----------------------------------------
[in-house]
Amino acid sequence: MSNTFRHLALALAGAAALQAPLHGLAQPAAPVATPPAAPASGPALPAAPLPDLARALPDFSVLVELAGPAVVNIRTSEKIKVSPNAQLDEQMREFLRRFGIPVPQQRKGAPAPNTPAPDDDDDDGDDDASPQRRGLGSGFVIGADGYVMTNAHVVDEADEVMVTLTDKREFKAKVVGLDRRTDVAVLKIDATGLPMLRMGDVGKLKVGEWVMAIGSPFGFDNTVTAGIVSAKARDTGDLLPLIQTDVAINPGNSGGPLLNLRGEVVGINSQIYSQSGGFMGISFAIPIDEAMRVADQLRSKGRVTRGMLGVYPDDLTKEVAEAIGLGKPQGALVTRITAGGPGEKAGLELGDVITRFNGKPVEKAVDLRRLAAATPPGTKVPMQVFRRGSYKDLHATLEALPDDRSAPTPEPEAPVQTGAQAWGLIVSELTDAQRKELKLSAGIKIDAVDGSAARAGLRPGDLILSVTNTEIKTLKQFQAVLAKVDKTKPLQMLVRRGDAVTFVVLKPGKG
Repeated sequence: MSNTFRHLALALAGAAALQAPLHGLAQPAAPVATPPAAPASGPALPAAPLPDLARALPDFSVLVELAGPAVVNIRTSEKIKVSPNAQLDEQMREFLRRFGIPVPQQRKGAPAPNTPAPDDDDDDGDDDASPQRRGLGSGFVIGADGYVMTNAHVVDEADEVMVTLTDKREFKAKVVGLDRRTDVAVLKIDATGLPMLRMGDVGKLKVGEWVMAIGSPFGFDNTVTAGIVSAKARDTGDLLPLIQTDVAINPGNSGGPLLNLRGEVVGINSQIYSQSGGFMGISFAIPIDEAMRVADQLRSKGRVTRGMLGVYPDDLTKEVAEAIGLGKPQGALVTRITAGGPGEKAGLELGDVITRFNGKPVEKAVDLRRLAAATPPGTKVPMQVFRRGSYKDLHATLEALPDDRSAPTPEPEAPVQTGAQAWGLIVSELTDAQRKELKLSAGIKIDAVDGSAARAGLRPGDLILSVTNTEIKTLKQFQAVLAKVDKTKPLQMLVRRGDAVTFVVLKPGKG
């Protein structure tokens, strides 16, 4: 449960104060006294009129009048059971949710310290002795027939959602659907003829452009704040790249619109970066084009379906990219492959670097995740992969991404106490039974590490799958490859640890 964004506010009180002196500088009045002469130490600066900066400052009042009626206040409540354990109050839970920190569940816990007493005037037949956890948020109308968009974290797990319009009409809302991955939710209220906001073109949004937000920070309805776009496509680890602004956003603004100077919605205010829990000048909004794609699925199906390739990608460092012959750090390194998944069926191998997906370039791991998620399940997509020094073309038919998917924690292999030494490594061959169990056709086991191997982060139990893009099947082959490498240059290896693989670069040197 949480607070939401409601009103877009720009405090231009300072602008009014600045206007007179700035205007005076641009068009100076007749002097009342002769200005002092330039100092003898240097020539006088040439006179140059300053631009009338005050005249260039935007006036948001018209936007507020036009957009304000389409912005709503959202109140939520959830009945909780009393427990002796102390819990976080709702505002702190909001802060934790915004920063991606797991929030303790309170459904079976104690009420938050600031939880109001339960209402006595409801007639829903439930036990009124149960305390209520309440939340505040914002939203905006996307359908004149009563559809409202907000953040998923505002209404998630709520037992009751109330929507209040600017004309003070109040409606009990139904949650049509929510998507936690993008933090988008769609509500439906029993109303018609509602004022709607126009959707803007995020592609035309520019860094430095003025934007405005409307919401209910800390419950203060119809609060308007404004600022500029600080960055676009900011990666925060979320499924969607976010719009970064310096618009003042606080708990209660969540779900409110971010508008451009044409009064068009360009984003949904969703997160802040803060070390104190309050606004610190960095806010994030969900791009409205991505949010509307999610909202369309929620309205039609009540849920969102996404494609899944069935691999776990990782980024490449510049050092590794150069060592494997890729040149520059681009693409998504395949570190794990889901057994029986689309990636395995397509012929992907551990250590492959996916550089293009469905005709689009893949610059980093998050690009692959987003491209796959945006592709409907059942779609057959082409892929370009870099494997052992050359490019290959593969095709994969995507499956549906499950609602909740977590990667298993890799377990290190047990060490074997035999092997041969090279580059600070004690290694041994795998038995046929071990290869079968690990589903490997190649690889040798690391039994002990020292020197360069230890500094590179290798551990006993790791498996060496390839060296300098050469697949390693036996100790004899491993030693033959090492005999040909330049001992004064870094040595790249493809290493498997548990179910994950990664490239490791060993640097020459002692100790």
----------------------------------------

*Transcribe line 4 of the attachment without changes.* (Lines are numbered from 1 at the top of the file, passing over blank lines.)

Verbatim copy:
């Protein structure tokens, strides 16, 4: 449960104060006294009129009048059971949710310290002795027939959602659907003829452009704040790249619109970066084009379906990219492959670097995740992969991404106490039974590490799958490859640890 964004506010009180002196500088009045002469130490600066900066400052009042009626206040409540354990109050839970920190569940816990007493005037037949956890948020109308968009974290797990319009009409809302991955939710209220906001073109949004937000920070309805776009496509680890602004956003603004100077919605205010829990000048909004794609699925199906390739990608460092012959750090390194998944069926191998997906370039791991998620399940997509020094073309038919998917924690292999030494490594061959169990056709086991191997982060139990893009099947082959490498240059290896693989670069040197 949480607070939401409601009103877009720009405090231009300072602008009014600045206007007179700035205007005076641009068009100076007749002097009342002769200005002092330039100092003898240097020539006088040439006179140059300053631009009338005050005249260039935007006036948001018209936007507020036009957009304000389409912005709503959202109140939520959830009945909780009393427990002796102390819990976080709702505002702190909001802060934790915004920063991606797991929030303790309170459904079976104690009420938050600031939880109001339960209402006595409801007639829903439930036990009124149960305390209520309440939340505040914002939203905006996307359908004149009563559809409202907000953040998923505002209404998630709520037992009751109330929507209040600017004309003070109040409606009990139904949650049509929510998507936690993008933090988008769609509500439906029993109303018609509602004022709607126009959707803007995020592609035309520019860094430095003025934007405005409307919401209910800390419950203060119809609060308007404004600022500029600080960055676009900011990666925060979320499924969607976010719009970064310096618009003042606080708990209660969540779900409110971010508008451009044409009064068009360009984003949904969703997160802040803060070390104190309050606004610190960095806010994030969900791009409205991505949010509307999610909202369309929620309205039609009540849920969102996404494609899944069935691999776990990782980024490449510049050092590794150069060592494997890729040149520059681009693409998504395949570190794990889901057994029986689309990636395995397509012929992907551990250590492959996916550089293009469905005709689009893949610059980093998050690009692959987003491209796959945006592709409907059942779609057959082409892929370009870099494997052992050359490019290959593969095709994969995507499956549906499950609602909740977590990667298993890799377990290190047990060490074997035999092997041969090279580059600070004690290694041994795998038995046929071990290869079968690990589903490997190649690889040798690391039994002990020292020197360069230890500094590179290798551990006993790791498996060496390839060296300098050469697949390693036996100790004899491993030693033959090492005999040909330049001992004064870094040595790249493809290493498997548990179910994950990664490239490791060993640097020459002692100790």